RICHMOND, Va. (WRIC) — Rev. Dr. Katie Geneva Cannon was a theology trailblazer, pushing past boundaries to become the first Black woman in the United States to be ordained in the Presbyterian Church.
A major part of her life and career was spent in Richmond, working at Union Presbyterian Seminary where she has left a lasting legacy in the form of a leadership center and unique branch of theology. Cannon launched the Center for Womanist Leadership just a few months before she died in 2018.
Now that center is named in her honor and continues to embrace values such as sisterhood, liberation, and justice.
Cannon was born in North Carolina in 1950 and grew up in a family of United Presbyterians.
Her colleague and friend Dr. Paula Parker said Cannon knew her passion in life was teaching.
“One of her favorite sayings was. ‘I’m going give you the best I have, so you can be better.’ And that was something her teachers taught her when she was little, and that was very much what she was all about,” Parker said.
Cannon completed her Ph.D. and went on to become an ordained Presbyterian minister.
Union Presbyterian Seminary President Dr. Brian Blount says Cannon redefined the faith community for Black women.
“For her, I don’t think groundbreaking was important, but it wasn’t important because of something that was about her, but it was about people around her how she could blaze a path,” Blount said.
Her work eventually brought her to Richmond where she became a professor of Christian ethics at UPSem. While working as a professor Cannon pioneered a new branch of faith called Womanist Theology.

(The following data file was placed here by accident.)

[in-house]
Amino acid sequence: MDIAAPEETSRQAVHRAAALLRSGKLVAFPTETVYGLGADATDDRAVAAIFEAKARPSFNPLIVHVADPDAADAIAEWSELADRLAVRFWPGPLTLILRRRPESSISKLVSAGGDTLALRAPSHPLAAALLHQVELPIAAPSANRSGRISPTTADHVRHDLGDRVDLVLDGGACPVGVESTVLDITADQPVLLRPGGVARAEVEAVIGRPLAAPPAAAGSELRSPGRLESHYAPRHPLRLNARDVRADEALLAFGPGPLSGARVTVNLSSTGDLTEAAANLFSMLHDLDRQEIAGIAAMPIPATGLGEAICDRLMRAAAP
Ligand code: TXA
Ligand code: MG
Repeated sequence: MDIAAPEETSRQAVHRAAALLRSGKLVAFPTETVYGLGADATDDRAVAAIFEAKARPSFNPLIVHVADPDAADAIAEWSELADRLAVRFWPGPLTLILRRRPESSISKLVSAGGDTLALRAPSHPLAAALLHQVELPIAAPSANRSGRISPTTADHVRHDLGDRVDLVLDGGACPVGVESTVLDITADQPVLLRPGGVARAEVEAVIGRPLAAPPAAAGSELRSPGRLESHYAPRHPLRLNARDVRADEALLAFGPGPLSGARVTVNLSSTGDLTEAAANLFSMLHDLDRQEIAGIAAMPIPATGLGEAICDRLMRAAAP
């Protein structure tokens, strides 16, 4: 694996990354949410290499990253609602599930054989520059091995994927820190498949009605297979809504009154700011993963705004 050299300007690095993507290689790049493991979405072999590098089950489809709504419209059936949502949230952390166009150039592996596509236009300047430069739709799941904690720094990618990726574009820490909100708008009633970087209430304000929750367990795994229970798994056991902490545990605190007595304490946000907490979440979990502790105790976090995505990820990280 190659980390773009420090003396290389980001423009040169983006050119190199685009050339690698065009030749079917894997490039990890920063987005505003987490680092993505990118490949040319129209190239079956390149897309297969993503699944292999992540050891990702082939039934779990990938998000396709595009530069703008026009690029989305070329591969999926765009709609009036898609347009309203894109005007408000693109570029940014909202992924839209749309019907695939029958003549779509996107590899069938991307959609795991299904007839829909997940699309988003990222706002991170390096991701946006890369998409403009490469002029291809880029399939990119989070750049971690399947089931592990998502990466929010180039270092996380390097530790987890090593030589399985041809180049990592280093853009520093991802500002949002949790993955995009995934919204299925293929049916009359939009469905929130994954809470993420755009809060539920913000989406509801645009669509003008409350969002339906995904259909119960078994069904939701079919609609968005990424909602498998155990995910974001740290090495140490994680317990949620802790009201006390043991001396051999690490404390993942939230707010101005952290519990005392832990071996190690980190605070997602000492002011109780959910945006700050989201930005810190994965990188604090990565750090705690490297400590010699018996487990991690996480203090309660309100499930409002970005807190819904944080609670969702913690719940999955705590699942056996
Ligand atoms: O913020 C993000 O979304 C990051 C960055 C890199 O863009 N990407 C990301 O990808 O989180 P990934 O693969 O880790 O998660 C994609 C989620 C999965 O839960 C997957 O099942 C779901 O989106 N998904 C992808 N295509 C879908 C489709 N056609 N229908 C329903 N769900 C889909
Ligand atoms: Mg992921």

“She broke certainly new ground to re-imagine and to bring into conversation Black women into the field of Christian ethics and theology,” said Director of the Katie Geneva Cannon Center for Womanist Leadership Melanie C. Jones.
Howard University defines womanism, as a feminist movement that centers Black women and acknowledges their “specific struggle for equality.” The term womanist, was coined by renowned author Alice Walker, who traveled to Richmond to give the keynote address at the Center for Womanist Leadership’s inaugural event.
Cannon worked to incorporate those ideals with her Christian faith.
“‘Do the work your soul must have’ is what is what she would say. But she firmly believed that everybody has a purpose for being here, and what she saw herself doing as wholly personal work was to help you identify it and power that,” Parker said.
The center continues carry on her mission through things such as Leadership Institutes and seminary classes.
Parker said, “She opened her presence and her hospitality, I think, has been…That spirit has been transferred to the center so that we try to make space for Black, especially Black women and their dreams. ”